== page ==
Bert Wilson was an undersung musician and an extraordinary man who died earlier this month. An underground hero of saxophonists far beyond the Pacific Northwest where he lived, he was so unusual and so little recognized that Rifftides is departing from our policy of not publishing verbatim announcements from elsewhere. Here is Jim Wilke’s alert to a special broadcast this weekend devoted to Wilson’s music.
Bert Wilson was an inspiration, mentor, and brilliant saxophonist who passed on June 6 in Olympia at age 73. Some of his large output of music will be featured on Jazz Northwest on Sunday June 16 at 2 PM PDT on 88.5 KPLU and kplu.org. Although not widely known to the jazz public, he was sought out by saxophonists who regarded him as a guru of improvisation, extended techniques and the history of the instrument.Bert Wilson (1939-2013)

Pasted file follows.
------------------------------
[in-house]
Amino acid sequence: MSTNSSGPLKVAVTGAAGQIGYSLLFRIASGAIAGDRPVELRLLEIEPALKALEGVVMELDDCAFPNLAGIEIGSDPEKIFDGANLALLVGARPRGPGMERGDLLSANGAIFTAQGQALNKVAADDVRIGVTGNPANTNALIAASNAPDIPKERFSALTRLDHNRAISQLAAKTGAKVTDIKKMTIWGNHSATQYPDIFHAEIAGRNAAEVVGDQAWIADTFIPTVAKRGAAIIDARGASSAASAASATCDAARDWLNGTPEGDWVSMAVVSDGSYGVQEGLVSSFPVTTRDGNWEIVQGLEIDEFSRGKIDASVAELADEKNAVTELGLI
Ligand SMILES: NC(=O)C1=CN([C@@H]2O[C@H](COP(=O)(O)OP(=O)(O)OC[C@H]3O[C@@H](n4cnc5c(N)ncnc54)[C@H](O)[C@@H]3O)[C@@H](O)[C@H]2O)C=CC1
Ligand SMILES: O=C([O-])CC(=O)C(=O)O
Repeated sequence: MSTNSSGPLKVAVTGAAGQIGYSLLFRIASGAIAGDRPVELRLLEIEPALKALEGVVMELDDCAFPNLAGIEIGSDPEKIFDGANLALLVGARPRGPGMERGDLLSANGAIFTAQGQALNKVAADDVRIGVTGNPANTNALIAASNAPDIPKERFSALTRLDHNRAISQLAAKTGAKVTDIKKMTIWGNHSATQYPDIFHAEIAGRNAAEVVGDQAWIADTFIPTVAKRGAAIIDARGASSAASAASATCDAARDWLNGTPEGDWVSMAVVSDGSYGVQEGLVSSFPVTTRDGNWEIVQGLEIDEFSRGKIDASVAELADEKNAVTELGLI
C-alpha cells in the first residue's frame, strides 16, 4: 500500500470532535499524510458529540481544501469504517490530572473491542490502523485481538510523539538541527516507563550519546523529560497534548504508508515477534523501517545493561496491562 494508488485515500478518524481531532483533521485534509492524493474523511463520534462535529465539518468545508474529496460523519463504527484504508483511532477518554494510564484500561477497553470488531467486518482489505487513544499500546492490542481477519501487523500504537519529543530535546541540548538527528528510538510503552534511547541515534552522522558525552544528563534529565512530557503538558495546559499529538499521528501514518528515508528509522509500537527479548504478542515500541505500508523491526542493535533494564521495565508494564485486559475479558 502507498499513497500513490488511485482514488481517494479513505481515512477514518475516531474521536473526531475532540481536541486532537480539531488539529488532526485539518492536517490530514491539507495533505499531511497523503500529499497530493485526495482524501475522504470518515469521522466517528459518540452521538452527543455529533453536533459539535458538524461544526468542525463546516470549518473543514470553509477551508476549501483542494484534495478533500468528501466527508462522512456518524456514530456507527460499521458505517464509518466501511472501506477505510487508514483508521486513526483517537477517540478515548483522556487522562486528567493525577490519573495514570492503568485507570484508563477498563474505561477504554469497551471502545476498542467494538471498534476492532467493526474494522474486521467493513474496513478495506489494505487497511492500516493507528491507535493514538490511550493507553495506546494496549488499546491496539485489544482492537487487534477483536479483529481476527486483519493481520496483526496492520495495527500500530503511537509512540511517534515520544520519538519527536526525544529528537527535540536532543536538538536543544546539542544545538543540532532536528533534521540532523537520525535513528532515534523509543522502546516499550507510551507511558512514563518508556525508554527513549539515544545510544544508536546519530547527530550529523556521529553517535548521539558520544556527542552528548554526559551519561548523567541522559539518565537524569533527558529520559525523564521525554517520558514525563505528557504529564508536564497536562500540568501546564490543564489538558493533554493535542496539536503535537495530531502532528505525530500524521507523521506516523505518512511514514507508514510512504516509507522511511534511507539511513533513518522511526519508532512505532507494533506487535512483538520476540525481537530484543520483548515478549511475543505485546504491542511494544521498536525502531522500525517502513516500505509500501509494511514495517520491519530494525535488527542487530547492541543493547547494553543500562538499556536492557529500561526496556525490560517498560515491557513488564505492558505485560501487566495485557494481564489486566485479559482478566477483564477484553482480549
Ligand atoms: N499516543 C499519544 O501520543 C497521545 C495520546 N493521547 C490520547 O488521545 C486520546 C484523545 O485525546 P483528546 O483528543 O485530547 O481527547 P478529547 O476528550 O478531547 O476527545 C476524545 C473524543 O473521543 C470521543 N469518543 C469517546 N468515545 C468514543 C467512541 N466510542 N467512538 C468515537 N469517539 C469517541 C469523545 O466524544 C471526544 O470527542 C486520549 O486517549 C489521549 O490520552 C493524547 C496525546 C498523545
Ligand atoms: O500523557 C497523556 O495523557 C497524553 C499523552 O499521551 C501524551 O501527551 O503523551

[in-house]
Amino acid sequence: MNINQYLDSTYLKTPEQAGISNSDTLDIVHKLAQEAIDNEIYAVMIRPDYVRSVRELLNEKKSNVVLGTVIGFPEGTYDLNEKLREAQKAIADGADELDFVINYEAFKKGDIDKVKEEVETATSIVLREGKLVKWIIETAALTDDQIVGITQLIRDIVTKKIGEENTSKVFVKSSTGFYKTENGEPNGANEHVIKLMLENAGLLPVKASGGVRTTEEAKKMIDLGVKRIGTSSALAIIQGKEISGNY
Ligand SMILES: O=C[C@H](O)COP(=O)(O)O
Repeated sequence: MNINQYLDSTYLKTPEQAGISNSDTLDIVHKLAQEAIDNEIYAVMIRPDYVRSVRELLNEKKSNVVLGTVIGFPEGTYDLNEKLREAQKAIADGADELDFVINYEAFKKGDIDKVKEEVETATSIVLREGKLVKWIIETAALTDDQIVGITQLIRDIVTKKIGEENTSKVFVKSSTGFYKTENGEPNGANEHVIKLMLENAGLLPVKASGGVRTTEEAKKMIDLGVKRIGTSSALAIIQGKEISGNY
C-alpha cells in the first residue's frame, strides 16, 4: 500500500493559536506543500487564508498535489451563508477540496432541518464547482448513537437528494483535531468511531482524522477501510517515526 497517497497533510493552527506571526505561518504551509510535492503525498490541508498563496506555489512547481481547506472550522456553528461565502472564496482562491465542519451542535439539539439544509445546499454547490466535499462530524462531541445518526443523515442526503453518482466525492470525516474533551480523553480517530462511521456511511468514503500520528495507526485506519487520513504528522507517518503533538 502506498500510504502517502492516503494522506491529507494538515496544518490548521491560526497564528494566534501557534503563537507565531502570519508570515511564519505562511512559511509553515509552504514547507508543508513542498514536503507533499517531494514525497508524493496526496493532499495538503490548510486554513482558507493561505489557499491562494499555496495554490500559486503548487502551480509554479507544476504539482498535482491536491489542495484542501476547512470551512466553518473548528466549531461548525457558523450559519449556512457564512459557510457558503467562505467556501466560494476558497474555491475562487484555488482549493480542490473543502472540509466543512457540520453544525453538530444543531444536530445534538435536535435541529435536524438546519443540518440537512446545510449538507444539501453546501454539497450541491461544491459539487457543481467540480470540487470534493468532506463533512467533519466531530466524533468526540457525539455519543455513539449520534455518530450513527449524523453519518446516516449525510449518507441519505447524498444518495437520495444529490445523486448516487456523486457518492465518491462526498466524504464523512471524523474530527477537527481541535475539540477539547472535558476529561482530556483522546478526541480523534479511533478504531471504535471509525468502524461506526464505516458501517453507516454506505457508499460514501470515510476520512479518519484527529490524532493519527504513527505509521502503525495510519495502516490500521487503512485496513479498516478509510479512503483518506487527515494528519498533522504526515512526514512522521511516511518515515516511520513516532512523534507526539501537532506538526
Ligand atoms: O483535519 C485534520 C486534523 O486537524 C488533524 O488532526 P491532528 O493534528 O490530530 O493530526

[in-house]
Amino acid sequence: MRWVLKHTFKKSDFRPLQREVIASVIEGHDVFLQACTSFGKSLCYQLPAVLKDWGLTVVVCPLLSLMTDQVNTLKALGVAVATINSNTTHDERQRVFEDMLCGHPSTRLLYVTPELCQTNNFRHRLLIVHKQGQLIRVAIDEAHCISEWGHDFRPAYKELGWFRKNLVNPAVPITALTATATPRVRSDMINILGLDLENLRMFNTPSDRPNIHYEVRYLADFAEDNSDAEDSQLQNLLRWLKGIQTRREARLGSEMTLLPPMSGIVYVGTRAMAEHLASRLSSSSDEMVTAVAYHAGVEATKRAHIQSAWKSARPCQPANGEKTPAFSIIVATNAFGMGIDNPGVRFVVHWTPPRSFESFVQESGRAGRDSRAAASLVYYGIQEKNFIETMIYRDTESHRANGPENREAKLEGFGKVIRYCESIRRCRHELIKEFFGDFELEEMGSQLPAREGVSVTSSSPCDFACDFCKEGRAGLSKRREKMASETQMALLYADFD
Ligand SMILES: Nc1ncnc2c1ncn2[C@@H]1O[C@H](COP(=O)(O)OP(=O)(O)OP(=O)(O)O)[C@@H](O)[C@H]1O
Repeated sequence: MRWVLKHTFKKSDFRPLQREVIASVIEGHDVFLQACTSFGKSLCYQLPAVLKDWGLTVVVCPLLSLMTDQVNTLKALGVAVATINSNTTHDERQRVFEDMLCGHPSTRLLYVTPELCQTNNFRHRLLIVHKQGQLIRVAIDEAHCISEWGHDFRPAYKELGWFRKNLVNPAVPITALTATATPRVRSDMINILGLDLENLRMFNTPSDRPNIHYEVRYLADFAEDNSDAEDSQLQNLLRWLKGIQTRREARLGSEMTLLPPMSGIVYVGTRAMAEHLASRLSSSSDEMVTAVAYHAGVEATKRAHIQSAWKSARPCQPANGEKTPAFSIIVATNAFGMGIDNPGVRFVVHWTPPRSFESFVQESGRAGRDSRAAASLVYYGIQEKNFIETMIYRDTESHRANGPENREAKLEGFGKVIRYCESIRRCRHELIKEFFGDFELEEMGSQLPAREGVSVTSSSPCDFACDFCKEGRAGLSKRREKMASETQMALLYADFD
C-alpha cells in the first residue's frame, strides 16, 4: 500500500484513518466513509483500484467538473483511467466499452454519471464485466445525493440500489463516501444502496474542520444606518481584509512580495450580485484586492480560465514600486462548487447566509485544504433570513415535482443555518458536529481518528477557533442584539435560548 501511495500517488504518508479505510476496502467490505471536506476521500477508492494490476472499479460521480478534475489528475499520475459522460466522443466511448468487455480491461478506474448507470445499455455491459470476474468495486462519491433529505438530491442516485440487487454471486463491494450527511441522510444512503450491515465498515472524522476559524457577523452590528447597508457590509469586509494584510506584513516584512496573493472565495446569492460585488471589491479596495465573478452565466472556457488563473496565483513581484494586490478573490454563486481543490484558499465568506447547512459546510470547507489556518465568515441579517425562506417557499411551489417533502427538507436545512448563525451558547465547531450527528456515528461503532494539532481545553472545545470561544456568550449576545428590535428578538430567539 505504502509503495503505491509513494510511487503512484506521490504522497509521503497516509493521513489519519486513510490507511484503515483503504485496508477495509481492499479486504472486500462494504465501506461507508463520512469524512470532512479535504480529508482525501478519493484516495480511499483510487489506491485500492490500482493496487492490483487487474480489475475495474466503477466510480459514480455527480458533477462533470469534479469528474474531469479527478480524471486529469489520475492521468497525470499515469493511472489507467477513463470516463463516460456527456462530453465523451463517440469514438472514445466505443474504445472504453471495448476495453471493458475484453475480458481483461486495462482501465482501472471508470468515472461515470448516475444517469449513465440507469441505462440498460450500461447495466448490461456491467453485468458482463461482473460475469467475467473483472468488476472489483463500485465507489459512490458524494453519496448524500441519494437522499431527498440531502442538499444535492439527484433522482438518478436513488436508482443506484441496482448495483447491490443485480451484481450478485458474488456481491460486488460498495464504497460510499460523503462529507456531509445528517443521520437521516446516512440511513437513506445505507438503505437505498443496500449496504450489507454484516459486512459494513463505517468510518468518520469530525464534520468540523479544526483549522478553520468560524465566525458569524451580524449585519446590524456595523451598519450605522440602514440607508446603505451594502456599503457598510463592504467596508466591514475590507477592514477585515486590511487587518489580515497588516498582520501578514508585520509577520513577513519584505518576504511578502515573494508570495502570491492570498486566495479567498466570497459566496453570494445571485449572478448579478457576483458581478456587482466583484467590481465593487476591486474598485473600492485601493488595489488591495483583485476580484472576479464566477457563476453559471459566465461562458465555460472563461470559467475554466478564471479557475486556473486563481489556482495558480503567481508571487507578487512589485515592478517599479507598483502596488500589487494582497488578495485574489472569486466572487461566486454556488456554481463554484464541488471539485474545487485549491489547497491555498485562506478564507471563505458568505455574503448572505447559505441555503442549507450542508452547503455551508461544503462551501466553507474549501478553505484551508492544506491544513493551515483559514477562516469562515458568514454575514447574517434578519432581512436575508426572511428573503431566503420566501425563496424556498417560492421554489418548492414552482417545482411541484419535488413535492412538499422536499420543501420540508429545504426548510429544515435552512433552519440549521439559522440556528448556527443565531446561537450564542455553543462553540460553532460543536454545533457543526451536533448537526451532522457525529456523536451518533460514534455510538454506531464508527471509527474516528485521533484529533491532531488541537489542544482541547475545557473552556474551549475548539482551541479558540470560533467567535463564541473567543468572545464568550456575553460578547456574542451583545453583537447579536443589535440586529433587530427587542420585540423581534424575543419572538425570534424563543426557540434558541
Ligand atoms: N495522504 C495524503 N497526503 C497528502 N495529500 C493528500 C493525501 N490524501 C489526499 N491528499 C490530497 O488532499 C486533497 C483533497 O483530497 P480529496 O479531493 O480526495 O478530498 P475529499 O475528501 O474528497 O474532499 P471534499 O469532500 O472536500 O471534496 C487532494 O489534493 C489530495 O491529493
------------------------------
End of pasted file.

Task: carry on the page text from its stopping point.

He lived and worked in New York, LA and Berkeley before he settled in Olympia (Washington) in 1979 where his home with flutist Nancy Curtis became the center of the jazz community. It was the site of private lessons, informal jams and public concerts. Struck by polio at the age of 4, Bert Wilson spent the rest of his life in a wheelchair (he became known as “Dr.Wheelz”) but he said discovering Charlie Parker had a larger impact on his life. He also said playing the saxophone was a necessary exercise in strengthening his lungs. There will be a musical celebration of his life at the Olympia Ballroom on June 30.
Also on this week’s program, music by Randy Halberstadt, Steve Treseler, Larry Goldings, Cory Weeds and Pearl Django, and updates on best bets for live jazz in the coming week. Next week’s program will feature a concert recorded at the Seattle Art Museum by the Eric Verlinde Quartet featuring Thomas Marriott.
Jazz Northwest is recorded and produced exclusively for 88.5 KPLU by Jim Wilke. It is also available as a podcast at kplu.org following the broadcast.
Fellow saxophonist Jeff Coffin posted this video of Wilson playing his tenor saxophone: